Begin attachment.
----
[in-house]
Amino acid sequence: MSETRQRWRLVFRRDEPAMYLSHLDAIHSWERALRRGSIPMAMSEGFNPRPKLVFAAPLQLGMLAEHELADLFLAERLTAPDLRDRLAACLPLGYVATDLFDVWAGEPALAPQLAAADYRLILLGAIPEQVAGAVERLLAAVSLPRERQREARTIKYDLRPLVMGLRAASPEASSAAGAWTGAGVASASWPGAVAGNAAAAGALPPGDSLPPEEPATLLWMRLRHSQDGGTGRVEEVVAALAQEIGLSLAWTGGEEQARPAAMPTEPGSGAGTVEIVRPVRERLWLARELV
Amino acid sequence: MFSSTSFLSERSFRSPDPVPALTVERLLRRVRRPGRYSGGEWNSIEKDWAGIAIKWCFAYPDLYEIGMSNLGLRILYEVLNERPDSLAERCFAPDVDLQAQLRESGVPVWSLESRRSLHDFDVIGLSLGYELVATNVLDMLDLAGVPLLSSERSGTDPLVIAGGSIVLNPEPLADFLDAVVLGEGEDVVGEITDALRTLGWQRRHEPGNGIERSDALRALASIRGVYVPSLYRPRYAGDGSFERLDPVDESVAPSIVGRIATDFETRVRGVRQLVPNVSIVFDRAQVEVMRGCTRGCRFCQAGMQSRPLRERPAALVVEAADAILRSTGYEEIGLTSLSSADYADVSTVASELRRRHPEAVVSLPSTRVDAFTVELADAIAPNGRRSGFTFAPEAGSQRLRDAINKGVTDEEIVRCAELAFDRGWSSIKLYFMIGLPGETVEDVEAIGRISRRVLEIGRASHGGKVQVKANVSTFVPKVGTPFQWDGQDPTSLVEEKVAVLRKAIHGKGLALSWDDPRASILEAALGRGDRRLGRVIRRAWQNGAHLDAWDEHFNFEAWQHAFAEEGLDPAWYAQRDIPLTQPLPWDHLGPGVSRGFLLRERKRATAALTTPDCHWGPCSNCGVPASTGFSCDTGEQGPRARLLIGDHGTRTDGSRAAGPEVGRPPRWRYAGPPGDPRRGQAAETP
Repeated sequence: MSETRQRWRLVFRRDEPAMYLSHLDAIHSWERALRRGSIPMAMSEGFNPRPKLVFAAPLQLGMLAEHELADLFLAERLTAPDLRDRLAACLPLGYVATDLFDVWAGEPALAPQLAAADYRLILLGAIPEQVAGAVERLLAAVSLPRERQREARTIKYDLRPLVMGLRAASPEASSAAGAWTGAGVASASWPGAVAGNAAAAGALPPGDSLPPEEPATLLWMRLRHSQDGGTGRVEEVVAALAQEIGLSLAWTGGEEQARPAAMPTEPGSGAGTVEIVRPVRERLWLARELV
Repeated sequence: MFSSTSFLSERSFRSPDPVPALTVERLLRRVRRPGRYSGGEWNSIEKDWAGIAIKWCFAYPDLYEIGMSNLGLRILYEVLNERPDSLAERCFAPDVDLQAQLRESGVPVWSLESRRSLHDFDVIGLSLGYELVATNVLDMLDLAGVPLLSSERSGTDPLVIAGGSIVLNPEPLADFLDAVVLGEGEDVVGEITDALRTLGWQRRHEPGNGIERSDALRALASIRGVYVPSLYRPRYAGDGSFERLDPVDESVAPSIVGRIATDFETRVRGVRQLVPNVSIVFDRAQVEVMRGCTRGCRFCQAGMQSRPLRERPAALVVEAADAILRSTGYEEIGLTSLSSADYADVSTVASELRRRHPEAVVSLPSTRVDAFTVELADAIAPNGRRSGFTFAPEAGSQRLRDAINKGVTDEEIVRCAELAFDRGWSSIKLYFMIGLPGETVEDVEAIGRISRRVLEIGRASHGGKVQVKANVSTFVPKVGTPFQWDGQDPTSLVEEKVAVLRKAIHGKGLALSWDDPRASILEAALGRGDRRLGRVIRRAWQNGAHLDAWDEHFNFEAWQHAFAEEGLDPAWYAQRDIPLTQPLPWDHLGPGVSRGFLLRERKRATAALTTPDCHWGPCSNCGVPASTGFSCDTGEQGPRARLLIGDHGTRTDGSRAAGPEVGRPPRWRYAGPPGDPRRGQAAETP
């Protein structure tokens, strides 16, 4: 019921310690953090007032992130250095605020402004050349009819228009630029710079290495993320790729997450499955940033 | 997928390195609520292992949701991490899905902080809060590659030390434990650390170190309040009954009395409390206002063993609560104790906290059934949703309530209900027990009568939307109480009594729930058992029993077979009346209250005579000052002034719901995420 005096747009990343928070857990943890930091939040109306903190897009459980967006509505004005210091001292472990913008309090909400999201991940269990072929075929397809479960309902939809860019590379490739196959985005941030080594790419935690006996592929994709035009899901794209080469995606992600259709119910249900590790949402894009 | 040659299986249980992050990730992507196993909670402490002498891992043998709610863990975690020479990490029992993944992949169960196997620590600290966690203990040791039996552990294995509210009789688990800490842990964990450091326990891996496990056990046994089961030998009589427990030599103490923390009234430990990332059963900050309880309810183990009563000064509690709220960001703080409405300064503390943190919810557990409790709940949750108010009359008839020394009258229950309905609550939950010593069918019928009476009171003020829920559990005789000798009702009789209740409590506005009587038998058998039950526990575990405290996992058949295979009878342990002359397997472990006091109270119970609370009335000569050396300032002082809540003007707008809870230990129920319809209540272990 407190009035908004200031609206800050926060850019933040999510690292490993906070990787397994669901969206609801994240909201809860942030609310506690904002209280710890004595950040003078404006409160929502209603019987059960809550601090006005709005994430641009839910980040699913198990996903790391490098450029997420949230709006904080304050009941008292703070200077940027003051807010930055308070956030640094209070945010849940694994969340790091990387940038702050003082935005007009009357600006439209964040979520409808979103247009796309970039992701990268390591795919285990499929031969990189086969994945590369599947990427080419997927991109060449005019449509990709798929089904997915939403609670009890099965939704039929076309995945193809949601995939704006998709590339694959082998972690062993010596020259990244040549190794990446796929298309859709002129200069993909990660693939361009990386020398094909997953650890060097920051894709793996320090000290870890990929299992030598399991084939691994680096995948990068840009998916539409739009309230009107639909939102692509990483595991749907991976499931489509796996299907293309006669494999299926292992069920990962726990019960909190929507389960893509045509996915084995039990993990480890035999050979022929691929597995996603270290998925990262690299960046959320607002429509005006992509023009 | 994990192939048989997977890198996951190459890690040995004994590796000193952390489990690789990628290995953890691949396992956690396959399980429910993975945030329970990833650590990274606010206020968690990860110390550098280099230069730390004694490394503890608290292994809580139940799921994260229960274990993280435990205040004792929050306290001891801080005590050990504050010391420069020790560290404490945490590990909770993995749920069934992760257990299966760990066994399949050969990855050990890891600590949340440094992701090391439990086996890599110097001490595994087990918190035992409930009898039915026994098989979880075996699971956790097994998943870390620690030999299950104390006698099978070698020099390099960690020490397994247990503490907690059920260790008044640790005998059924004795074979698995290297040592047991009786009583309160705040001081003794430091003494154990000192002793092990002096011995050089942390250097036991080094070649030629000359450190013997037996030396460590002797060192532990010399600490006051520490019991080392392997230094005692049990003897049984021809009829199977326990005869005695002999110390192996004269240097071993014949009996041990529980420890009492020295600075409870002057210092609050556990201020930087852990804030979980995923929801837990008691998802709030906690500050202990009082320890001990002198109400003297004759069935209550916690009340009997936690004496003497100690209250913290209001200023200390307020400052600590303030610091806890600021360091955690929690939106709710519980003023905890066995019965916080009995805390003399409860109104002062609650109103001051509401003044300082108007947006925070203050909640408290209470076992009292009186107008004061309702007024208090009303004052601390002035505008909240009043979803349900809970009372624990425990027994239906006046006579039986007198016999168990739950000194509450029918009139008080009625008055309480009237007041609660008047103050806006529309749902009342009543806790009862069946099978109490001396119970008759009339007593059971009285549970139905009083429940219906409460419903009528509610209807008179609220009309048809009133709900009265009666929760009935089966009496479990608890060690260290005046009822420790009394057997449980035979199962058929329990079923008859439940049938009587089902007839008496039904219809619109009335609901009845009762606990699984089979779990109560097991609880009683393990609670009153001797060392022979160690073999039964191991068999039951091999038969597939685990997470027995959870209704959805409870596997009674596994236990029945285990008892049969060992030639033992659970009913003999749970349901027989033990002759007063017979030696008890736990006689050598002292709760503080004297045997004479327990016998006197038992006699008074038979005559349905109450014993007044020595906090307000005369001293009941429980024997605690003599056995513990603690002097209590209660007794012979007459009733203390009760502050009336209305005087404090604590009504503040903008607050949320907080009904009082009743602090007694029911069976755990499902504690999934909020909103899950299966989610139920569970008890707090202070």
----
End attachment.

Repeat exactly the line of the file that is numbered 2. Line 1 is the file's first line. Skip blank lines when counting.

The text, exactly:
Amino acid sequence: MSETRQRWRLVFRRDEPAMYLSHLDAIHSWERALRRGSIPMAMSEGFNPRPKLVFAAPLQLGMLAEHELADLFLAERLTAPDLRDRLAACLPLGYVATDLFDVWAGEPALAPQLAAADYRLILLGAIPEQVAGAVERLLAAVSLPRERQREARTIKYDLRPLVMGLRAASPEASSAAGAWTGAGVASASWPGAVAGNAAAAGALPPGDSLPPEEPATLLWMRLRHSQDGGTGRVEEVVAALAQEIGLSLAWTGGEEQARPAAMPTEPGSGAGTVEIVRPVRERLWLARELV